[llvm] r263834 - [Docs] New documentation for advanced build configurations

Chris Bieneman via llvm-commits llvm-commits at lists.llvm.org
Fri Mar 18 14:16:27 PDT 2016

Author: cbieneman
Date: Fri Mar 18 16:16:26 2016
New Revision: 263834

URL: http://llvm.org/viewvc/llvm-project?rev=263834&view=rev
[Docs] New documentation for advanced build configurations

This document covers how to use some of the new complex build configurations CMake supports.

Feedback and improvements welcomed!


Added: llvm/trunk/docs/Advanced_Builds.rst
URL: http://llvm.org/viewvc/llvm-project/llvm/trunk/docs/Advanced_Builds.rst?rev=263834&view=auto
--- llvm/trunk/docs/Advanced_Builds.rst (added)
+++ llvm/trunk/docs/Advanced_Builds.rst Fri Mar 18 16:16:26 2016
@@ -0,0 +1,174 @@
+Advanced Build Configurations
+.. contents::
+   :local:
+`CMake <http://www.cmake.org/>`_ is a cross-platform build-generator tool. CMake
+does not build the project, it generates the files needed by your build tool
+(GNU make, Visual Studio, etc.) for building LLVM.
+If **you are a new contributor**, please start with the :doc:`GettingStarted` or
+:doc:`CMake` pages. This page is intended for users doing more complex builds.
+Many of the examples below are written assuming specific CMake Generators.
+Unless otherwise explicitly called out these commands should work with any CMake
+Bootstrap Builds
+The Clang CMake build system supports bootstrap (aka multi-stage) builds. At a
+high level a multi-stage build is a chain of builds that pass data from one
+stage into the next. The most common and simple version of this is a traditional
+bootstrap build.
+In a simple two-stage bootstrap build, we build clang using the system compiler,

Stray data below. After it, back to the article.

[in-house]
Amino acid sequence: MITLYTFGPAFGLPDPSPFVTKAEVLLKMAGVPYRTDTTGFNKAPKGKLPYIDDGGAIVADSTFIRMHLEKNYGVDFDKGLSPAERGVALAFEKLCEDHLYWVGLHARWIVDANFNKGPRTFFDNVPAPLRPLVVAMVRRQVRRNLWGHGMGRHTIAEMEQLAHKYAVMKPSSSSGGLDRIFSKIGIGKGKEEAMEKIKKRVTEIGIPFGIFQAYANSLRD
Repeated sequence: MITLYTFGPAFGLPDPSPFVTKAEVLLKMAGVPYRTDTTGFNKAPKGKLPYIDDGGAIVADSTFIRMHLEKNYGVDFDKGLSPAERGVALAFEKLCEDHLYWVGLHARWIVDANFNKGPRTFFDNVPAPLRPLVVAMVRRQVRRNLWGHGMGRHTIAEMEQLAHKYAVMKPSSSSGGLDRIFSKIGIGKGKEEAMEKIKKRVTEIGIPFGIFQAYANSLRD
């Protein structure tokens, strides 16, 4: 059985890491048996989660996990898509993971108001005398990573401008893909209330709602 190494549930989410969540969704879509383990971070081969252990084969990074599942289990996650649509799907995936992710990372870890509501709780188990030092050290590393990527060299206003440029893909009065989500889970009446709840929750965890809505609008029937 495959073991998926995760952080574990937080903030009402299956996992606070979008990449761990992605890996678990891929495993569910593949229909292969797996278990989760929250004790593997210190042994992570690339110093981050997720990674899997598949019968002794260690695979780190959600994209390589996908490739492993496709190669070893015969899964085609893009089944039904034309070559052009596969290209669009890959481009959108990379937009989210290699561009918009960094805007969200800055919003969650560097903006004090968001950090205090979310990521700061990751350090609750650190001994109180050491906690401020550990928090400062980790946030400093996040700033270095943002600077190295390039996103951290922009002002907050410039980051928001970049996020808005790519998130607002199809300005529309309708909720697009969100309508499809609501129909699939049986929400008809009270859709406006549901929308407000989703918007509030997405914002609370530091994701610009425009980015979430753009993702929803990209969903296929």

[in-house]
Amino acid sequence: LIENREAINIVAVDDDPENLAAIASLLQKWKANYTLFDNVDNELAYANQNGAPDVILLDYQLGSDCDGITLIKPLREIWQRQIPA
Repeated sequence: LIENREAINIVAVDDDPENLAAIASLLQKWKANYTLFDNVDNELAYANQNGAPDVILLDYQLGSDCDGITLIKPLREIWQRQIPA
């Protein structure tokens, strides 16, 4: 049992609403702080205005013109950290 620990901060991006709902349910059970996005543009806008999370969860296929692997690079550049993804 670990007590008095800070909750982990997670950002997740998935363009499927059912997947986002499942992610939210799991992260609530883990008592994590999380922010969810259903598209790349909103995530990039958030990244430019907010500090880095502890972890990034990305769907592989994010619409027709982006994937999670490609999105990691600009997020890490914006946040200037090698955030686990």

+then use that just-built clang to build clang again. In CMake this simplest form
+of a bootstrap build can be configured with a single option,
+.. code-block:: console
+  $ make -G Ninja -DCLANG_ENABLE_BOOTSTRAP=On <path to source>
+  $ ninja stage2
+This command itself isn’t terribly useful because it assumes default
+configurations for each stage. The next series of examples utilize CMake cache
+scripts to provide more complex options.
+The clang build system refers to builds as stages. A stage1 build is a standard
+build using the compiler installed on the host, and a stage2 build is built
+using the stage1 compiler. This nomenclature holds up to more stages too. In
+general a stage*n* build is built using the output from stage*n-1*.
+Apple Clang Builds (A More Complex Bootstrap)
+Apple’s Clang builds are a slightly more complicated example of the simple
+bootstrapping scenario. Apple Clang is built using a 2-stage build.
+The stage1 compiler is a host-only compiler with some options set. The stage1
+compiler is a balance of optimization vs build time because it is a throwaway.
+The stage2 compiler is the fully optimized compiler intended to ship to users.
+Setting up these compilers requires a lot of options. To simplify the
+configuration the Apple Clang build settings are contained in CMake Cache files.
+You can build an Apple Clang compiler using the following commands:
+.. code-block:: console
+  $ make -G Ninja -C <path to clang>/cmake/caches/Apple-stage1.cmake <path to source>
+  $ ninja stage2-distribution
+This CMake invocation configures the stage1 host compiler, and sets
+CLANG_BOOTSTRAP_CMAKE_ARGS to pass the Apple-stage2.cmake cache script to the
+stage2 configuration step.
+When you build the stage2-distribution target it builds the minimal stage1
+compiler and required tools, then configures and builds the stage2 compiler
+based on the settings in Apple-stage2.cmake.
+This pattern of using cache scripts to set complex settings, and specifically to
+make later stage builds include cache scripts is common in our more advanced
+build configurations.
+Multi-stage PGO
+Profile-Guided Optimizations (PGO) is a really great way to optimize the code
+clang generates. Our multi-stage PGO builds are a workflow for generating PGO
+profiles that can be used to optimize clang.
+At a high level, the way PGO works is that you build an instrumented compiler,
+then you run the instrumented compiler against sample source files. While the
+instrumented compiler runs it will output a bunch of files containing
+performance counters (.profraw files). After generating all the profraw files
+you use llvm-profdata to merge the files into a single profdata file that you
+can feed into the LLVM_PROFDATA_FILE option.
+Our PGO.cmake cache script automates that whole process. You can use it by
+.. code-block:: console
+  $ make -G Ninja -C <path_to_clang>/cmake/caches/PGO.cmake <source dir>
+  $ ninja stage2-instrumented-generate-profdata
+If you let that run for a few hours or so, it will place a profdata file in your